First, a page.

Essential Utensils For Cake Baking
Fancy electric mixers, handheld blenders and pancake rings… the market is swamped with baking utensils that you don’t really need. So what exactly do you need when you begin to bake? Here’s our round-up of genuine essentials, with a Wish list for every budding baker…
The Real Baking Essential
Two Large BowlsWe’ll begin with the obvious: a bowl, but let’s make it two - many recipes ask you to beat egg whites separately, before folding them into another bowl of ingredients. Or to melt chocolate over a pan, then tip it into the cake batter. So it’s sensible to have two large bowls in your kitchen.
Whisk, Spoon & SpatulaTurning to the cutlery drawer, you’ll also need a whisk for aerating cake batter and eggs, a spatula for beating butter, smoothing tray-bakes and scraping out corners, and a spoon for beating and folding. Choose a wooden spoon (those with one rounded edge and one straight edge are best), and keep it exclusively for cake-baking, so you don’t get a hint of onion in your Victoria sponge!
You will probably have a metal spoon in your cutlery drawer – they come with most dinner sets. The largest is a tablespoon (15ml), which is an important measurement for many recipes. It's also useful for folding ingredients, in recipes where you need to keep the air in the batter.
Measuring Jug & SpoonAs well as weighing out your ingredients, some recipes ask you to measure fluids or small amounts. To do this you’ll need a measuring jug (a glass one is best for protecting your batter against odours – avoid using it to reheat beans unless you want an orange jug!) and spoons. Keen bakers keep a selection of measuring spoons in their drawer. You can buy sets that are fastened together, with a wide range of capacities, but you’re likely to only use a couple: the tablespoon and teaspoon.
If you like to use recipes from the internet, or you have an American baking book, it’s also useful to have a cup measure on hand. In the US almost every ingredient is measured by cups, removing the need to weigh. Breadmakers often supply recipes by the cup, and you need a measuring cup (not a coffee cup) to get the proportions right.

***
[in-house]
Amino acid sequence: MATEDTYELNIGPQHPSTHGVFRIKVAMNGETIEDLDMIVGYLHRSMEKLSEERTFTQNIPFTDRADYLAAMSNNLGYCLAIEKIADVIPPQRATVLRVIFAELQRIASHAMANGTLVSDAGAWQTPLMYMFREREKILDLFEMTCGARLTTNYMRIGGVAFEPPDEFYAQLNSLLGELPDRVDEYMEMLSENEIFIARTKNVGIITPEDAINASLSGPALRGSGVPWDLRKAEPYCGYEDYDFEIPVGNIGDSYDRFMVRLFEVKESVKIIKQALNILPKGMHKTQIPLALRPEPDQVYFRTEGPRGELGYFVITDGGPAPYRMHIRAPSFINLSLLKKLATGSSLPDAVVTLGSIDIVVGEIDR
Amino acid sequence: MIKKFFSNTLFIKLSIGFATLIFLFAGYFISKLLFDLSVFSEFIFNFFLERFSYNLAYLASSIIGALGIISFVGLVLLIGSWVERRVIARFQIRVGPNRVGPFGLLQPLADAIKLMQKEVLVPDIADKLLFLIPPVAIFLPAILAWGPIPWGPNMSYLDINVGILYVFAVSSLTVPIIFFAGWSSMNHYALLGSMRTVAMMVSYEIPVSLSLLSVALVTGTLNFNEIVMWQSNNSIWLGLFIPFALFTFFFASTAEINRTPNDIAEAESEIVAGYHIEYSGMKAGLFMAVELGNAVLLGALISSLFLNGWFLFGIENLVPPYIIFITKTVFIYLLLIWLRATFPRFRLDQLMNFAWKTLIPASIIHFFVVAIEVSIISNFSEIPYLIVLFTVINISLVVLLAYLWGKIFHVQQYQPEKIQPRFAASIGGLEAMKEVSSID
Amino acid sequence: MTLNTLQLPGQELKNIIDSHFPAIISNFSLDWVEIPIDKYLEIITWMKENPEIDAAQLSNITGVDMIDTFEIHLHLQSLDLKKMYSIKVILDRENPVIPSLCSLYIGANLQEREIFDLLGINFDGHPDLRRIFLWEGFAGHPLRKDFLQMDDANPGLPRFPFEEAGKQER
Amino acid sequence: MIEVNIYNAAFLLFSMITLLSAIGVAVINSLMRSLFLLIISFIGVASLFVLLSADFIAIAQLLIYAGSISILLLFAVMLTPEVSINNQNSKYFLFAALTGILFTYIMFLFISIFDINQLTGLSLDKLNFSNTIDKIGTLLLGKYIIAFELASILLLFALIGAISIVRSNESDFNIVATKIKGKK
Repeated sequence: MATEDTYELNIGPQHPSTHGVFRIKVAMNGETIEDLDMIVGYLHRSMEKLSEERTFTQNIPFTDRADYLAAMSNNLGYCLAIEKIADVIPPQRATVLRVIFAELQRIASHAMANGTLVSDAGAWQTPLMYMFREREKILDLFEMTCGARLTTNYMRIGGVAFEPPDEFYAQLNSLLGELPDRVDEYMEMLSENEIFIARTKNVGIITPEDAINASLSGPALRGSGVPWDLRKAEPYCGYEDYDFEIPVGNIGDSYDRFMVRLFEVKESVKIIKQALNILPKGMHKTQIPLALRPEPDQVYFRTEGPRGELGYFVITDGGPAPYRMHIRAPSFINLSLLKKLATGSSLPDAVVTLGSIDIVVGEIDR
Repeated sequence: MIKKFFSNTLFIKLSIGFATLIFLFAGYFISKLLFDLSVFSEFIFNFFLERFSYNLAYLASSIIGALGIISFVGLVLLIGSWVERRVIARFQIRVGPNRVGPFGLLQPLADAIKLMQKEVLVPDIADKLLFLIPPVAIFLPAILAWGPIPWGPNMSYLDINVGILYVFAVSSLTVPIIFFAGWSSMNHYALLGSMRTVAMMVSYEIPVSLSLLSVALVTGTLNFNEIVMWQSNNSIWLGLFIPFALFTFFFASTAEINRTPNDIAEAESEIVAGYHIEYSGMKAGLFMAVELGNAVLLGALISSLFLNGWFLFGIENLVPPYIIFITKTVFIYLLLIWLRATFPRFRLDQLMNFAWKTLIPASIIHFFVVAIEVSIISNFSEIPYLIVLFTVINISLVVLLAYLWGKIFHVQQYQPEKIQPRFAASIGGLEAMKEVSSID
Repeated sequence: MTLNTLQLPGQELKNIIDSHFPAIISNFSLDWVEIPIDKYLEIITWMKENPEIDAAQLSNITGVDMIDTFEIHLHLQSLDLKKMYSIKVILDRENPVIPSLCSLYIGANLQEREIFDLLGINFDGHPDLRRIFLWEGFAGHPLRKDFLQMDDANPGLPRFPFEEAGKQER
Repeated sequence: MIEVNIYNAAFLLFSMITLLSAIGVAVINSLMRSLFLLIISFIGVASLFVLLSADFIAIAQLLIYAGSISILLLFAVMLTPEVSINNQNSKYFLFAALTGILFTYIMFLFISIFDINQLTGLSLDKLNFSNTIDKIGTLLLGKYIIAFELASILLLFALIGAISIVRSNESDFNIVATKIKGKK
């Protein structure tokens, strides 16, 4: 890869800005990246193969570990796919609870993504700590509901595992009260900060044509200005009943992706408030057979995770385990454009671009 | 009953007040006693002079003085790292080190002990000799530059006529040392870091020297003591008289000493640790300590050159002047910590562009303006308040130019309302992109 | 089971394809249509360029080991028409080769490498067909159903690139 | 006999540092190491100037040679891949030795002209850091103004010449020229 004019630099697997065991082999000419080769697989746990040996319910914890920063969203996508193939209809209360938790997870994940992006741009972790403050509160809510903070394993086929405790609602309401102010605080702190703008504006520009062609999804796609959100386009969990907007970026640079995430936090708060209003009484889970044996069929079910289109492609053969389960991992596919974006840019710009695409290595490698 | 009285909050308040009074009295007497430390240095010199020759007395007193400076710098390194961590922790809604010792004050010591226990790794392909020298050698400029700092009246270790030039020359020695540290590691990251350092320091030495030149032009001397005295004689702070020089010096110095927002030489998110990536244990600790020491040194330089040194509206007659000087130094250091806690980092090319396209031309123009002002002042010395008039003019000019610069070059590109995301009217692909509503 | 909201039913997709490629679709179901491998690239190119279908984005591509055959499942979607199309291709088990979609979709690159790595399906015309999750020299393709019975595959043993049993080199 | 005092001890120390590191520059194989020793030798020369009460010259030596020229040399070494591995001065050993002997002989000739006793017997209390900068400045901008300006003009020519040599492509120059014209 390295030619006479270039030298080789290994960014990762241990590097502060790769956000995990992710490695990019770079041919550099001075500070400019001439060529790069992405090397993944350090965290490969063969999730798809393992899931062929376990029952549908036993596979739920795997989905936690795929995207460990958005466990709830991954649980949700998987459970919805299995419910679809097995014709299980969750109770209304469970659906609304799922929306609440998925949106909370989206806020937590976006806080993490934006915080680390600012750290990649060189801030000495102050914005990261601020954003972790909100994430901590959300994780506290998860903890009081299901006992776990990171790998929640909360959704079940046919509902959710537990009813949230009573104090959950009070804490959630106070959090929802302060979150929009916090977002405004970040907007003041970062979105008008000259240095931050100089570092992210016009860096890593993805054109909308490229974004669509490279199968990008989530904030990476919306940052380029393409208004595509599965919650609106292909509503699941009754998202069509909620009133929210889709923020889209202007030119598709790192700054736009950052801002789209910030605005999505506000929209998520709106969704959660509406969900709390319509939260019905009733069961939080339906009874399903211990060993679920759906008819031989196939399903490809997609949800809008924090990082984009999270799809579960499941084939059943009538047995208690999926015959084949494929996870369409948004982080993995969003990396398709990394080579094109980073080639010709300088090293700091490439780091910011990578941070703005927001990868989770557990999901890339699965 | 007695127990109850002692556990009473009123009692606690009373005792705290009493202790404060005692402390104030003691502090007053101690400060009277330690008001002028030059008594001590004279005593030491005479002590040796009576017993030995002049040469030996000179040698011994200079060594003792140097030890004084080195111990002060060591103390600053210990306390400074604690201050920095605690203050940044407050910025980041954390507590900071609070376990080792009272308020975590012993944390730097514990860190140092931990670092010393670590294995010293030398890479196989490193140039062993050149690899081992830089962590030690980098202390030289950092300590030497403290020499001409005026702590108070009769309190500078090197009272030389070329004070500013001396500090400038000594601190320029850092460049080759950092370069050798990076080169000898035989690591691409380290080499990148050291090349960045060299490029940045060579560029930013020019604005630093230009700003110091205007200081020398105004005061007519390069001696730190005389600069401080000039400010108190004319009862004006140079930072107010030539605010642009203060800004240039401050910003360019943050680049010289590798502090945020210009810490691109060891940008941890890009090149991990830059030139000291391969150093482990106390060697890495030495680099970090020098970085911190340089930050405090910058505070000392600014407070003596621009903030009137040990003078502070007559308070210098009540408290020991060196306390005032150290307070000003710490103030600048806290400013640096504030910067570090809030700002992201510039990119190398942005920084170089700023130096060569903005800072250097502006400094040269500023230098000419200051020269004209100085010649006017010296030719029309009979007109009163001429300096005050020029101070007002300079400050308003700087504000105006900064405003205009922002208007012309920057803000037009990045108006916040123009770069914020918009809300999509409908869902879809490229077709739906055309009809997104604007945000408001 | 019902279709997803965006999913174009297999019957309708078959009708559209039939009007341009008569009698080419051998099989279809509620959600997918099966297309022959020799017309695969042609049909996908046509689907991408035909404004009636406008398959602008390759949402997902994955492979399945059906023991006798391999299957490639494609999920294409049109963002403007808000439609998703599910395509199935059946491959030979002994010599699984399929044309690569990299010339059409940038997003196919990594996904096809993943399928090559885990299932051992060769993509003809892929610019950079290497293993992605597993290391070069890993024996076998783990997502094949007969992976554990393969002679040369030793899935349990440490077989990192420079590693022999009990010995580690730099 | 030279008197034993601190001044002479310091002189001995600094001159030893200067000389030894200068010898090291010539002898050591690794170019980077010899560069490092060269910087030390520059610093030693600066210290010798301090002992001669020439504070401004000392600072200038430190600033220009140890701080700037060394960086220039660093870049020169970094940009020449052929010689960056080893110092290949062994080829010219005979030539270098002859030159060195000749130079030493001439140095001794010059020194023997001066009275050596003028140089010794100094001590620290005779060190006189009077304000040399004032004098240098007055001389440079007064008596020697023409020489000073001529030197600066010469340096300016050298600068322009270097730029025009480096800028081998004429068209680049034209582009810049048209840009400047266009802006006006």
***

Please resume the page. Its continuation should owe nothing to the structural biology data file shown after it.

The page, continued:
Sponge Tins, Cheesecake Tin, Cupcake Tins, Swiss Roll Tin, & Loaf TinIt depends what type of baking you’re doing, but you’ll probably need a good selection of Baking Tins once you get hooked. The list above is a good starting point. Sponge tins are usually quite shallow, since they’re designed to be used together to bake two sponges that will be sandwiched together.
To bake an all-in-one cake (like a Fruit Cake), you’ll need a deeper cake tin; a Springform one is a good idea, because the outer ring springs off when you need to get the cake out. Buy more than one cupcake tin, because every recipe makes at least 12, and you’ll find it’s a real nuisance to be emptying and refilling the tin. You can buy the small-sized fairycake trays, or the muffin-sized trays – or maybe a couple of each!
Finally, a Swiss Roll tin is used for more than Swiss rolls – you can use it to bake shaped or birthday cakes, tray-bakes, and shortbread. You’ll only need a loaf tin if you intend to bake loaf cakes (like walnut and apple). When choosing your cake tins, don’t buy the cheapest; they will warp and cakes will stick to them. It really is worth investing in good tinware, so look for reputable manufacturers like Mermaid (the Cake Baker team’s favourite!).
The Optional Extras
Here’s a Wish List of extra utensils that are used for certain recipes, or to make baking easier. These utensils are wonderful gifts for bakers-in-the-making, too!
- Electric whisk for meringues and beating butter etc.
- Cookie cutters
- Madeleine tray
- Hand blender
- Scone cutters, fluted and plain
- Tartlet tins for individual tarts and lemon pies
- Ice-cream scoops
- Sundae dishes
- Novelty cake tins such as heart shapes
- Mini (or large) pudding basins
- Afternoon tea set
- Reusable silicone parchment
- Worktop Mixer
- Ice-cream maker (for freezer or worktop)